Dispersed Phase and Emulsification Conditions on the Stabilit ...

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Abstract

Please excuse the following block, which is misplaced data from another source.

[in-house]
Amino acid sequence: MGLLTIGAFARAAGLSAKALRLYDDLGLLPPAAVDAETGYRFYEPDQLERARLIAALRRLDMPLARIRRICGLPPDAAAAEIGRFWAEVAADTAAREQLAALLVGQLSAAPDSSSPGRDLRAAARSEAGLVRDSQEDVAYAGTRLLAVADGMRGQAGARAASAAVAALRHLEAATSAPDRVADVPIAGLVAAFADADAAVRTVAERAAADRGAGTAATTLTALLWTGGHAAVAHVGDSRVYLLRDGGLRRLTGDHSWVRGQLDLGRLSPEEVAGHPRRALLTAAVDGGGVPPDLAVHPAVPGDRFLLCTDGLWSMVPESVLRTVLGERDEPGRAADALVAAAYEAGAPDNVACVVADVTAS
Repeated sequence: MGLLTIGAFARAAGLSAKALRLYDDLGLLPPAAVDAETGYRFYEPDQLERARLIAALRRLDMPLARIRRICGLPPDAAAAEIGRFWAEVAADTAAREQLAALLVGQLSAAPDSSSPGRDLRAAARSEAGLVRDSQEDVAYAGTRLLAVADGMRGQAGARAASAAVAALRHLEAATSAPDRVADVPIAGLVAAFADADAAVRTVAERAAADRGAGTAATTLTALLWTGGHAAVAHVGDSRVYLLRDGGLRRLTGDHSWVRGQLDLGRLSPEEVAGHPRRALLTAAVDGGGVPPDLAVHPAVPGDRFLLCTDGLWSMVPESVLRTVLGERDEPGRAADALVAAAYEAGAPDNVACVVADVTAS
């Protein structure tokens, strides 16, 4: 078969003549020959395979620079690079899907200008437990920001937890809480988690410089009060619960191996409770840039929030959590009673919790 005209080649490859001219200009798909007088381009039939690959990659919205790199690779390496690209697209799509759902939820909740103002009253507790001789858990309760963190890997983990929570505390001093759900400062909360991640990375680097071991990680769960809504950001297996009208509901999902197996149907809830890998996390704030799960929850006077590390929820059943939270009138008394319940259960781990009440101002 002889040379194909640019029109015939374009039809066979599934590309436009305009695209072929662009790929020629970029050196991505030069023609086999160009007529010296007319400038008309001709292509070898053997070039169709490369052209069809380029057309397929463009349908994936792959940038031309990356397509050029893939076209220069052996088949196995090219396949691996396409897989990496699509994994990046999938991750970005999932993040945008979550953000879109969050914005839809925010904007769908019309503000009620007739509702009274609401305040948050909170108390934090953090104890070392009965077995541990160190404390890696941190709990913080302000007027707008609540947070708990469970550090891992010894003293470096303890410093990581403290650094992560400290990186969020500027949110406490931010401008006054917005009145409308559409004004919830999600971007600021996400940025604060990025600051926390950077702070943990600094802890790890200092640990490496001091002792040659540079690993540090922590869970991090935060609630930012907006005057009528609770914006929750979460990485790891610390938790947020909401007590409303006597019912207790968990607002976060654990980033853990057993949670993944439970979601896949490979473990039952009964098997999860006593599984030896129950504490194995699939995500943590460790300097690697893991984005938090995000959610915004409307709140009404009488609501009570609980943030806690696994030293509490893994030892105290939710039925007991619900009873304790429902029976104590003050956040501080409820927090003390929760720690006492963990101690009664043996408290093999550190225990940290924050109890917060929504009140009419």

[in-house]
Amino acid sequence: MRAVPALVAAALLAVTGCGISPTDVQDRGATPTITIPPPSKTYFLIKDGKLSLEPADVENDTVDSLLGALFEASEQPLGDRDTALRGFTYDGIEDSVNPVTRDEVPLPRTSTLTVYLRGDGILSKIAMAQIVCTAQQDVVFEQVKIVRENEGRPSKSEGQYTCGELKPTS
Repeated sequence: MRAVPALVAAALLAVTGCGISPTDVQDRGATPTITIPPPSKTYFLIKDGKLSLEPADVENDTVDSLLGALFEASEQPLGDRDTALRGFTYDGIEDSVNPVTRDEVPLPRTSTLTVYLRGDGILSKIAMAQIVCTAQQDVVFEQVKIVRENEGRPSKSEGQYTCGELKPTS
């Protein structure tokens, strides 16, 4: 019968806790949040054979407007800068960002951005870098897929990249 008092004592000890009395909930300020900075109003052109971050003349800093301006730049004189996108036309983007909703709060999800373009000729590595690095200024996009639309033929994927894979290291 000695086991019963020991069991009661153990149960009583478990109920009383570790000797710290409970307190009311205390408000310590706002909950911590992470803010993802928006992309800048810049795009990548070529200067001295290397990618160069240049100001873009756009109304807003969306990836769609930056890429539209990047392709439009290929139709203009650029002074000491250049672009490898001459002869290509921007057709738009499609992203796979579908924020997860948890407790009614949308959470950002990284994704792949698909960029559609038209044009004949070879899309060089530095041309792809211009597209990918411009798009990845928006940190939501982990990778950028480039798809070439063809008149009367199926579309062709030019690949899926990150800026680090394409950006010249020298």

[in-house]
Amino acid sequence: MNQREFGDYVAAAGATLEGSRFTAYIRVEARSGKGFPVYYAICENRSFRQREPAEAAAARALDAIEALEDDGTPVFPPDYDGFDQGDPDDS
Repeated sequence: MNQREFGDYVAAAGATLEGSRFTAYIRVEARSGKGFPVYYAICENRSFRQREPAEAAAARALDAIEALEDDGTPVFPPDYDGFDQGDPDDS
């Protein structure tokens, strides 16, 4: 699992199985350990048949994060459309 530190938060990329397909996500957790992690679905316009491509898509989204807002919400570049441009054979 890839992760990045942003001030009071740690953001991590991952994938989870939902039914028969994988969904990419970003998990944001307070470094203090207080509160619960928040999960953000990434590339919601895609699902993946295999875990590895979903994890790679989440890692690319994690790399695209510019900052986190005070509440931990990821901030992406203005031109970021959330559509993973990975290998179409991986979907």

Premix emulsification is an important step for further fine emulsion preparation and emulsion stability. Process parameters, as well as interactions of ingredients, may significantly change the emulsion stability. In this study, refined olive oil was used as a continuous phase of w/o emulsion. The effects of the continuous phase amount, emulsifier rate, and mixing velocity at three levels on emulsion stability, viscosity, and zeta potential values were evaluated by using a response surface method with a central composite design. Minimum separated oil was found for the emulsions having 5 percent PGPR and 80 percent of olive oil, while the maximum was found 70 percent oil and 1 percent PGPR emulsion. Also the emulsifier rate, mixing velocity, square of emulsifier rate, square of mixing velocity, and interaction of oil phase % with the emulsifier rate were found significantly effective on emulsion stability (p<0.05). Emulsions prepared at minimum velocity had higher emulsion stability as it was referred in the model equation. Experimental results of separated oil % and viscosity were in accordance with the estimated results (R2=0.9938 and 0.9954) depending on regression analysis. For viscosity response, oil phase % and square of oil phase % was found statistically significant (p<0.05). Multimodal distribution of the droplet size was observed with an average Sauter mean diameter of 1.748µm for the most stable emulsion.